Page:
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Virginia’s Great American Restaurants Family Opens Its Crown Jewel Steakhouse

Randy’s completes GAR’s three-piece complex in Tysons Corner

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Playing the good husband, Randy Norton had to side with his wife, Patsy. The couple, considered restaurant royalty in Northern Virginia, balked when their three adult children suggested that the newest properties in the family’s 43-year-old Great American Restaurants group would be named after the parents.

“We had to twist their arms a little bit. I think they were a little embarrassed,” says Jon Norton, the middle child who’s now CEO of GAR. “I think my mother’s first words were, “Over my dead body.’”

But the kids wouldn’t hear it, and the septuagenarians yielded, leading to the additions of Patsy’s American, which opened in early June, and Randy’s Prime Seafood and Steaks, which opens today. Along with an all-day extension of Best Buns Bread Company, the two restaurants are part of a massive, three-piece complex in Tysons Corner. Jon’s sister, Jill Norton, helped lead the construction and design. Their brother, Timmy Norton, works on the culinary side.

Jon Norton says his dad panicked when the idea was first proposed because he didn’t realize he was supposed to be against it until Patsy protested. Once he could commit to designing Randy’s, he could set about making it unmistakably his.

While Patsy’s menu is full of greatest hits from menus across the restaurant group — a portfolio that includes Artie’s, Sweetwater Tavern, and Mike’s American, for starters — every dish at Randy’s (8051 Leesburg Pike) is new to the group.

“This one’s fun,” Jon Norton says. “They’re all fun. But this one’s very different for us.”

A lobster and crab cake from Randy’s
A lobster and crab cake from Randy’s
Rey Lopez/Eater D.C.
A house-smoked salmon salad is an entree on the lunch menu.
A house-smoked salmon salad is an entree on the lunch menu.
Rey Lopez/Eater D.C.

Norton says his father hand-picked every item on the menu, curating an American-heavy wine list — complete with ratings of 90 or better from one of five different outlets — and asking group chefs to develop versions of dishes that left impressions on him over the years. That meant coming up with a sherry-glazed lobster bisque, forming a shellfish cake out of lobster and crabmeat, and plating seared day boat scallops from Cape Cod atop creamed corn with andouille sausage and ramp foam.

Going all out, Randy Norton wanted Ora King Salmon from New Zealand and wagyu beef from Snake River Farms in Idaho. A 5-ounce ribeye cap of that runs for $68. There are three different sizes of seafood platters — including a triple decker — from the raw bar.

With his father calling all the shots, Norton said it was a natural move to hire a chef from within the restaurant group, so executive chef Eric Hollandsworth came over from Jackson’s in Reston.

Executive pastry chef Tressa Wiles is a more recent addition to the company, bringing experience from Bayou Bakery and Eleven Madison Park. Wiles is the woman behind the pavlova with meyer lemon curd and passion fruit coulis. She also developed a version of Patsy’s carrot cake, a home favorite that never made it to the restaurants.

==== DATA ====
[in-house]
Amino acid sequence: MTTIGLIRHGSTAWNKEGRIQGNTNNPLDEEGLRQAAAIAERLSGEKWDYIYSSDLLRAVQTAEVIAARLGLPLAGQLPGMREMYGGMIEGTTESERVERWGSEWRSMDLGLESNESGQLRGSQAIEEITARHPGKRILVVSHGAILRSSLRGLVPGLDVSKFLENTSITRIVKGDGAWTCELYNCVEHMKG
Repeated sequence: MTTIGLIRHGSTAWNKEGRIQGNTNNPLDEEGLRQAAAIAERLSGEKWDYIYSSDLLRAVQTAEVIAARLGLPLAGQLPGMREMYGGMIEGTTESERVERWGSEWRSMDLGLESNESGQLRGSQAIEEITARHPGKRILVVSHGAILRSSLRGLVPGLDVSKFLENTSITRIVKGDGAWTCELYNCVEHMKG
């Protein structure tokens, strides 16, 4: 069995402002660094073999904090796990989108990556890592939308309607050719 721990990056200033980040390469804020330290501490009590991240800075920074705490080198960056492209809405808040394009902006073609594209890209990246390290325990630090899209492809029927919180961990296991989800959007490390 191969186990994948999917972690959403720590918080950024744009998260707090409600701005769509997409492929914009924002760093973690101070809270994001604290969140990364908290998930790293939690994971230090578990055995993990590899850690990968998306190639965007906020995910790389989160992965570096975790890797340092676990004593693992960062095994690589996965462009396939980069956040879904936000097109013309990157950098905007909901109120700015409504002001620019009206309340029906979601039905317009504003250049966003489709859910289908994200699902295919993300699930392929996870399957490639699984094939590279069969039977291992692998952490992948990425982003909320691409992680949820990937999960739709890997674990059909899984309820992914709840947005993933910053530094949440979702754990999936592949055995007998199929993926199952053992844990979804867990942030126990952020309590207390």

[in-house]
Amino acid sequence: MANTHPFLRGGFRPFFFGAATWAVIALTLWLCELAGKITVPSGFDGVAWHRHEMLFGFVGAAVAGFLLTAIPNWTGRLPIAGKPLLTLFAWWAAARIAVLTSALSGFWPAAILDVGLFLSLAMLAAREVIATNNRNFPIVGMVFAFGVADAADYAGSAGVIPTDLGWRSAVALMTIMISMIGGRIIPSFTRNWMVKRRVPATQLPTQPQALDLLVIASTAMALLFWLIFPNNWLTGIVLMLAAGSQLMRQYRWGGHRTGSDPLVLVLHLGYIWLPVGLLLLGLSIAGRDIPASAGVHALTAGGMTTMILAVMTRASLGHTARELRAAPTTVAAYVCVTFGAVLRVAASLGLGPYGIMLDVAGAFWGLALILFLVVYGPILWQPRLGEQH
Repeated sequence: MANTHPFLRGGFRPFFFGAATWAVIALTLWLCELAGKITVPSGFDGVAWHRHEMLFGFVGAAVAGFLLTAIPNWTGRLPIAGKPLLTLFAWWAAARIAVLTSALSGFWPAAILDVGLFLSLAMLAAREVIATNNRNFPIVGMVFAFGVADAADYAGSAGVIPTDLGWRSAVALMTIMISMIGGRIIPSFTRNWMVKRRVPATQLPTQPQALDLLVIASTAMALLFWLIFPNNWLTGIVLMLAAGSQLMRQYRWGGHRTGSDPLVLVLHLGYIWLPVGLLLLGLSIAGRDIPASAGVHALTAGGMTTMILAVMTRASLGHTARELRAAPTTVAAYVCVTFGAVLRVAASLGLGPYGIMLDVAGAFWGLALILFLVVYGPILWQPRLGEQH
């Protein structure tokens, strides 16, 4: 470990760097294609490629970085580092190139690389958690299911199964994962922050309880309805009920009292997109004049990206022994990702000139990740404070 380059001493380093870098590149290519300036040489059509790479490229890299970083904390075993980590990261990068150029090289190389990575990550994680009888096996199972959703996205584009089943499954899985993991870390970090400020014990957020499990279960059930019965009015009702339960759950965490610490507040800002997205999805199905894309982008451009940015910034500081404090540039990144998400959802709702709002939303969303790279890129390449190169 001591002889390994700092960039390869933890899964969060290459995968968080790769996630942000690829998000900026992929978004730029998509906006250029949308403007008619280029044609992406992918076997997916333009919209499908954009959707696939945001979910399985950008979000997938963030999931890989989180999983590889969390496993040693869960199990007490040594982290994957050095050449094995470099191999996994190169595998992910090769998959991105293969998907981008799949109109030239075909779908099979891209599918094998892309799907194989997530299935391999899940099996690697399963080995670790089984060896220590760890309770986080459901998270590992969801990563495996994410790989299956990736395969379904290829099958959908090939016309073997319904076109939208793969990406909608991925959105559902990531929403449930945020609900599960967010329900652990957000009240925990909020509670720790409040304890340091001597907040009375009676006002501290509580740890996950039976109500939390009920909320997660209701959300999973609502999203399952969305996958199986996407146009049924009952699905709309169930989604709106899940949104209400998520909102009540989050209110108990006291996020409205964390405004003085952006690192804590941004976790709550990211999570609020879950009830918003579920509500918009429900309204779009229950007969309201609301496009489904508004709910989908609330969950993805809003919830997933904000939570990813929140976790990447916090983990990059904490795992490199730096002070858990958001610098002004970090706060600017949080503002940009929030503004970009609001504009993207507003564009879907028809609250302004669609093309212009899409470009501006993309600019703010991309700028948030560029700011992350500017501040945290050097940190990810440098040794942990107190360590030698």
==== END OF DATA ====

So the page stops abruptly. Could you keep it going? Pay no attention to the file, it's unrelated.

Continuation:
Indulgences carry over to the bar, where Randy’s offers a more extensive choice of spirits than GAR restaurants typically have. So there’s a bourbon smash with Jefferson’s Small Batch. Jon Norton says his dad usually sticks to wine and tequila.

“Mom tries to keep dad off the tequila,” he jokes.

The bar at Randy’s Prime Seafood & Steaks has a bigger selection of spirits than most GAR restaurants.
The bar at Randy’s Prime Seafood & Steaks has a bigger selection of spirits than most GAR restaurants.
Rey Lopez/Eater D.C.

Despite the boutique meats, the green mohair booths, and the mahogany tables, Jon Norton can’t bring himself to describe the place as “fine-dining” or “upscale.” That’s stuffy, he says, and that’s not what his family does.

Randy Norton’s tastes show up on the walls, too. GAR commissioned five paintings from Maine-based artist Jack Gable, including one of Capitals captain Alexander Ovechkin hoisting the Stanley Cup and another of Patsy hanging out with two of his favorite actresses, Meryl Streep and Julia Roberts.

Although the family wanted to keep the place apolitical, Randy Norton also commissioned a painting of former First Lady Michelle Obama and former President George W. Bush hugging and smiling. The two are often seen chatting and trading candy at political functions.

“He goes, ‘I’m OK with offending. People need to figure out how to get along better,’” Jon says of his dad.

Randy’s Prime Seafood & Steaks is open Monday through Thursday from 11:30 a.m. to 10 p.m., Friday from 11:30 a.m. to 11 p.m., Saturday from 4 p.m. to 11 p.m., and Sunday from 4 p.m. to 9 p.m.

Mahogany tabletops at Randy’s
Mahogany tabletops at Randy’s
Rey Lopez/Eater D.C.
An expansive dining room at Randy’s
An expansive dining room at Randy’s
Rey Lopez/Eater D.C.
Green mohair booths at Randy’s
Green mohair booths at Randy’s
Rey Lopez/Eater D.C.

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